Should be Ok to depart from northern NZ for the tropics after that squash zone, maybe on Thursday- such a voyage may encounter NE winds near 26S on Sun/Mon 5/6 may,  but these can be accommodated with waypoints.

 

New Zealand to French Polynesia

That Low travelling east asway from NZ with a squash zone on Thursday  is likely to delay a comfortable start from NZ until Thursday (but perhaps a start  from Auckland southwards may be done late Wednesday).  Those who departed last week should make their way to around 28S to get on the right side of this system.

 

Panama to Galapagos /Marquesas

For sailing from Panama, there is expected to be some moderate northerly winds early n the week and the best-looking day for departure is YUESDAY (local). Will need to work in with SW/S/SE winds from 5N onwards.

From Galapagos area to Marquesas, departure can be any time this week. Best path for wind and current is to motor/sail to 5or 6S 95W then go west to 125W and then go direct

>>>>>>>>>>>>>>>>>>>>>>>>>>>>>>>>>>>>>>>>>>>>>>>>>>>>>>> 

If you would like more detail for your voyage, then check metbob.com to see what I offer.

Feedback to bob@metbob.com or txt 6427 7762212

I’m on Facebook at /www.facebook.com/metbobnz/

Weathergram text only (and translator) is at weathergram.blogspot.co.nz.

Weathergram with graphics is at metbob.wordpress.com, Subscribe/unsubscribe at the bottom.

Or, if email wasn’t from WordPress then send a reply email saying LEAVE or QUIT

>>>>>>>>>>>>>>>>>>>>>>>>>>>>>>>>>>>>>>>>>>>>>>>>>>

 

22 April 2018

Bob blog 22 April , where to get weather info

WEATHERGRAM

YOTREPS

Compiled Sun 22 April 2018

 

Bob McDavitt’s ideas for sailing around the South Pacific.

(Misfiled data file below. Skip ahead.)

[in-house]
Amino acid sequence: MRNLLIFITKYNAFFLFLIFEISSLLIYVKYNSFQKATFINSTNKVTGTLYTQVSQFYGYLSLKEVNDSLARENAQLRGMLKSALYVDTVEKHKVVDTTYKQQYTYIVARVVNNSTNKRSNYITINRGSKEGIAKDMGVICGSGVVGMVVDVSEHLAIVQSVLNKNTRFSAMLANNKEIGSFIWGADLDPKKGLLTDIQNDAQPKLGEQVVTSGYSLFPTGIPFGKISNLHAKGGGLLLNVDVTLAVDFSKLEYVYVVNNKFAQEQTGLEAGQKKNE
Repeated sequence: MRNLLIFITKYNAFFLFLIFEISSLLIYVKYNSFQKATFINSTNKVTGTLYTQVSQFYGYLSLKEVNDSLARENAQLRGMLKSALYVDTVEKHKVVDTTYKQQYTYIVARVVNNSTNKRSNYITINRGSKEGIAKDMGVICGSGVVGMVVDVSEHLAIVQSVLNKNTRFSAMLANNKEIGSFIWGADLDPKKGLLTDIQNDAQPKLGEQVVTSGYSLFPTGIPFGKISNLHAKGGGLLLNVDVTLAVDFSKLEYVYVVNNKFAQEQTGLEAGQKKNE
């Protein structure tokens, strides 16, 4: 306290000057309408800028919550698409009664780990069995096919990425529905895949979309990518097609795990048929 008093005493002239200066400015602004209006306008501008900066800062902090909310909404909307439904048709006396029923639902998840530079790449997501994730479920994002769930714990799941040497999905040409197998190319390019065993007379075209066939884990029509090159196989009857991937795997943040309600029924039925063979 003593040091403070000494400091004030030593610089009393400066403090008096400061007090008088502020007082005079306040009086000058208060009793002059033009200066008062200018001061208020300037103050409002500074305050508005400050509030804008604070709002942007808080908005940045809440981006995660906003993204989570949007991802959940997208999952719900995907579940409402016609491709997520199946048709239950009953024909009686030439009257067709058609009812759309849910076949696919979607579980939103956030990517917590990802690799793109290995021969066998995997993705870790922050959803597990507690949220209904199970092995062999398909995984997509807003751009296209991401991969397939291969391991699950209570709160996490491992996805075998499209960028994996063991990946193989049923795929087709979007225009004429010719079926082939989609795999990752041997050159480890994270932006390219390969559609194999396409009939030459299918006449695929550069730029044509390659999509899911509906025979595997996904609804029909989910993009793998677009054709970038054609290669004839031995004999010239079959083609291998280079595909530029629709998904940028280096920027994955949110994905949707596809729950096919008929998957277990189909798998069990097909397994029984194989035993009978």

Disclaimer: Weather is a mix of pattern and chaos; these ideas are from the patterned world.

 

Now that cruising sailors are on their final preparations for departing New Zealand / Australia for the warmth of the tropical Islands, ‘t’is is a good time to review the ways to obtain weather forecasts and/or ways to give position reports when at sea.

 

This may look like advertising, oh well, I only do it once a year. I advise those who are planning to depart to do their homework NOW, check these web sites and at least know what’s available. If I’ve forgotten something, please sting me with feedback. I have not canvassed any of the services listed below for promotion, so what you read now is purely my opinion, hopefully unbiased, except when I mention MetBob.

 

1. For those depending on Shortwave radio, all the Oceanic the HIGH SEAS forecast for the area SUBTROPIC from MetService is read out in English via ZLM at 0303hr, 0903hr, 1503hr and 2103hr NZST on 6224 and 12356KHz and at 0333hr, 1003hr, 1533hr and 2203hr NZST on 8297 and 16531 KHz.

 

The SUBTROPICS boundary changed on 13 December 2017 and the map  shows the new boundaries, see http://www.metservice.com/marine-surf/high-seas/pacific

 

2. With SSB there is access to the well-known PacSeaNet, offering a free-of-charge daily check-in service.

 

Your SSB license allows you to participate. Listen in at 0300UTC on 14300KHz in the 20 metre band.

 

Position reports are received and reported in the well-know YOTREPS format and displayed online. People onshore can listen in to the radio feed from the Pacseanet.com website. This net includes 17 listening station dotted between Australia and Alabama. They pride themselves in being able to listen to all yachts across the Pacific, reception conditions allowing.

 

3. Another SSB service is offered by Yachts in Transit or YiT. Patricia and David from Gulf Harbour Radio use the web site http://www.yit.co.nz \to keep track of boats that listen to their rollcall/weather service. FIRST register on this web site with your boat and crew details and then you simply email or radio in your position and conditions in preferably each day (send@yit.co.nz or via SSB). These reports are plotted on a webpage for you and your friends. The website offers a link to hear the radio online, and also to view all the South Pacific AIS data.

 

David is on air, daily except Sunday NZ date at 1915UTC/0715am NZST on ZMH286 on 8752Khz or 8779KHz or 8297KHz. Other frequencies have been allocated for far away yachts. He first takes in reports and then, at 1930UTC/0730am NZST does a round-up of the weather in each island group, including passage weather,  from east to west across the South Pacific,

 

4. Those who have access to email have several options: